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How to Measure Surface Resistance

Measuring ESD controls in a production process is obviously important to your product’s quality. Why would you take the time to do ESD audits to protect your product throughout production and not your packaging materials? If you’re not quite sure how to measure your packaging materials read on because we’ll help you with making a surface resistance measurement using current industry guidelines! A surface resistance measurement will let you know if your packaging materials are static dissipative, which, is the ideal surface resistance for making direct contact with ESD sensitive devices. All it takes is a few easy steps to make a proper measurement!  What would you be measuring with a surface resistance test? Here is a list of some of the things you can measure:

•Conductive Black film
•Static shielding film
•Pink or Blue poly film
•Tote boxes
•Plastic samples

Before starting gather up all the materials you will require. You’re going to need:

• A wide range resistance instrument such as a Prostat PRS-801, PRS-812, or PAS-853
• PRF-911 Concentric Ring Set (includes PTB-920 dual test bed, and dual banana jack adapter)
• PRS-801-W 5 lb. Conductive Rubber Electrode
• Black lead, or a high resistance wiring set that includes a shielded lead with green banana connector
• Red lead


After you have gathered the materials you need, place the PTB-920 dual test bed that comes in the PRF-911 Concentric Ring Set and set it on a flat surface with the insulated side (black side) up. If you do not measure materials on an insulated surface you may get false readings for the items you are testing.



Now that you have set up the test bed, prepare your material for testing. When measuring packaging materials you will want to use a 3.5” x 5.5” sample size of the product you wish to measure. Once you have cut the sample to size, place it on the PTB-920 dual test bed with the surface being measured facing up.


With the sample cut and on the test bed ready to be measured, remove the red cap on the PRF-911 Concentrate Ring and insert the BNC adapter onto the bayonet fitting located on the side of the concentric ring.


Now place the concentric ring on top of the sample.  Be sure to center the fixture on the sample end to end, and side to side.  Then, connect your red positive (+) test lead to the “outer ring electrode” receptacle located on the side of the fixture. This is not a part of the adapter you just attached to the unit.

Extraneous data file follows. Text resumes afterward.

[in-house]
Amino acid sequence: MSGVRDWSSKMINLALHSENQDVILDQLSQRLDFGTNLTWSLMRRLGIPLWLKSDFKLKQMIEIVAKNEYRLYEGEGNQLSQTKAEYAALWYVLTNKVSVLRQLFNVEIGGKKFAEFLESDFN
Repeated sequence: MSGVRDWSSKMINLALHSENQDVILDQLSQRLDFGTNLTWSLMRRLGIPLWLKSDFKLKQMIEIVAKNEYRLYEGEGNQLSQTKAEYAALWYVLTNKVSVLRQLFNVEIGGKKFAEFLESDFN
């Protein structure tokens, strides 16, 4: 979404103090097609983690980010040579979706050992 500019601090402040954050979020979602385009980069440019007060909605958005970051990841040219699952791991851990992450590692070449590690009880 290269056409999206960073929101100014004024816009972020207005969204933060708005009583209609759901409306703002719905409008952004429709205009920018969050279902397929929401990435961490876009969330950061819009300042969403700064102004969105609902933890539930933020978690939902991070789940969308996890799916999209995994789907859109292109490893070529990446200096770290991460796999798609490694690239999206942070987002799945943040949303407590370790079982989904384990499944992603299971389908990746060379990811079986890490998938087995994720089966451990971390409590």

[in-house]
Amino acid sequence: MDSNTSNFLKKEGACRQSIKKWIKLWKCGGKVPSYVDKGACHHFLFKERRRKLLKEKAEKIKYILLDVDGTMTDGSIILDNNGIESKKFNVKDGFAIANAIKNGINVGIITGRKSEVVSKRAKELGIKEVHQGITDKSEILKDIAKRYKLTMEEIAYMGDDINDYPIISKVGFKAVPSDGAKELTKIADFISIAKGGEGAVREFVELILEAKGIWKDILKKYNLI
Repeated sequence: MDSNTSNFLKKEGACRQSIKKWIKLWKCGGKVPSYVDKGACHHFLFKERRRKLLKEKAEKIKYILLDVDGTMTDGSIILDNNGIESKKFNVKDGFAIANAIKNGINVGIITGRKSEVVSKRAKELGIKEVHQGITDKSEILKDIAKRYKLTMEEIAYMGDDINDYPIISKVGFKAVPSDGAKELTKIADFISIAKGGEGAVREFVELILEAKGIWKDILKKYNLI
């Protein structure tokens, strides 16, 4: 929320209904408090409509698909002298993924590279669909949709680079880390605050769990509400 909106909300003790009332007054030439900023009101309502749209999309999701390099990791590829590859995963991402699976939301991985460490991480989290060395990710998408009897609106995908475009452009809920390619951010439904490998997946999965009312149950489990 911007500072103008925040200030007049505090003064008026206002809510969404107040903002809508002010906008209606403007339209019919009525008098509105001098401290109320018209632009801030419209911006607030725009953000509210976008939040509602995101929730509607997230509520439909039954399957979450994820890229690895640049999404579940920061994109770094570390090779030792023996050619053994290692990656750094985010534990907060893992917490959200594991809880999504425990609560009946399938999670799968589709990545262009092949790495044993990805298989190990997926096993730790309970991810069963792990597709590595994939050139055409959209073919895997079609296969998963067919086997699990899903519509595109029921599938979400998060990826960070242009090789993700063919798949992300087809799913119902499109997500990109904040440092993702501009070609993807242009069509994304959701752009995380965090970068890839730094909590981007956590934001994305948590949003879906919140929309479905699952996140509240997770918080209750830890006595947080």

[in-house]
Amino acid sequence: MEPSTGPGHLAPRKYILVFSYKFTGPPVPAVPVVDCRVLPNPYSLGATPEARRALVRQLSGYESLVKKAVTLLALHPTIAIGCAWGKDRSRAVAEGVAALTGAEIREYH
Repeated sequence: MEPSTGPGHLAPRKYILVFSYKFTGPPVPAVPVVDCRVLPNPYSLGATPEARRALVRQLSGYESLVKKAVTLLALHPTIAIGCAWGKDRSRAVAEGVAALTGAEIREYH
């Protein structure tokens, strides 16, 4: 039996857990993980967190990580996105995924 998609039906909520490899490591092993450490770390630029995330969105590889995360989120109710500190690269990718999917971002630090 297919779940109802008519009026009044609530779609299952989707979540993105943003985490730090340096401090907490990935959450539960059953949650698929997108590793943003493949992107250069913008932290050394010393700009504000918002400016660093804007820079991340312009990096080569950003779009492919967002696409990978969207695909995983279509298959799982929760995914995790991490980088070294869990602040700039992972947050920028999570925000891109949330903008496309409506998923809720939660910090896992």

Once you have connected the red positive (+) test lead, connect the black negative (-) test lead into the red banana jack of the BNC adapter. Remember to go black (-) to red (+) and red (+) to black for this measurement. After you have connected your black lead you will want to connect the green banana plug if you are using a shielded wiring set. Your green shield plug is connected into the black banana jack of the BNC adapter.


Once you have connected your leads and placed the concentric ring on top of the sample you are measuring, you can place the PRS-801-W 5 lb. Conductive Rubber Electrode on top of the fixture. If you do not place the electrode on top of the concentric ring you are not going to get an in spec reading.  The five pound electrode depresses the spring loaded fixture to make positive contact with the test sample being measured.  Without the electrode this will not happen and you would get a bad measurement.


Now you will want to have your PRS-801, PRS-812, or PAS-853 ready to measure.  Connect the rest test lead to the positive (+) instrument terminal, and the black test lead to the negative (-) terminal.  In this example we are using a PRS-801 Resistance System with a shielded wiring set.  Connect the green shield to the instrument’s ground reference. Slide the main power ON/OFF switch to the ON position. Once you have done that you can press the red ON/OFF button to turn the meter ON. Always make sure your leads are connected correctly:

  • Red (+) lead to black receptacle on the side of the fixture and to the instrument’s positive (+) terminal
  • Black (-) lead to the red receptacle on the dual adapter plug and to the instrument’s negative (-) terminal
  • Green shield plug is connected to black receptacle on the dual adapter plug and to the instrument’s ground reference located below the black and red leads

If your leads are not set up correctly you will get an out of spec reading. If you see a reading of >1.0 x 1011 ohm you might have your leads connected wrong.


If your leads are connected properly and you have the electrode on the concentric ring, press the green test button on the unit. When “HOLD” is displayed on the screen your measurement has been completed. The acceptable measurement range for static dissipative packaging materials is 1.0 x 106 to less than 1.0 x 1011 ohms. Anything less than 1.0 x 106 means your packaging is conductive.  And a measurement equal to or greater than 1.0 x 1011 means your packaging is insulative.


If your measurement seems off you will want to troubleshoot your equipment and connections. If your equipment is fine then your packaging materials may not be as ESD friendly as you thought. This could have an impact on the product you are selling or manufacturing for another company.  This surface resistance measurement was conducted as described in ANSI/ESD STM11.11 Standard Test Method for Surface Resistance Measurement of Static Dissipative Planar Materials, available from the ESD Association, Rome, NY (www.esda.org).

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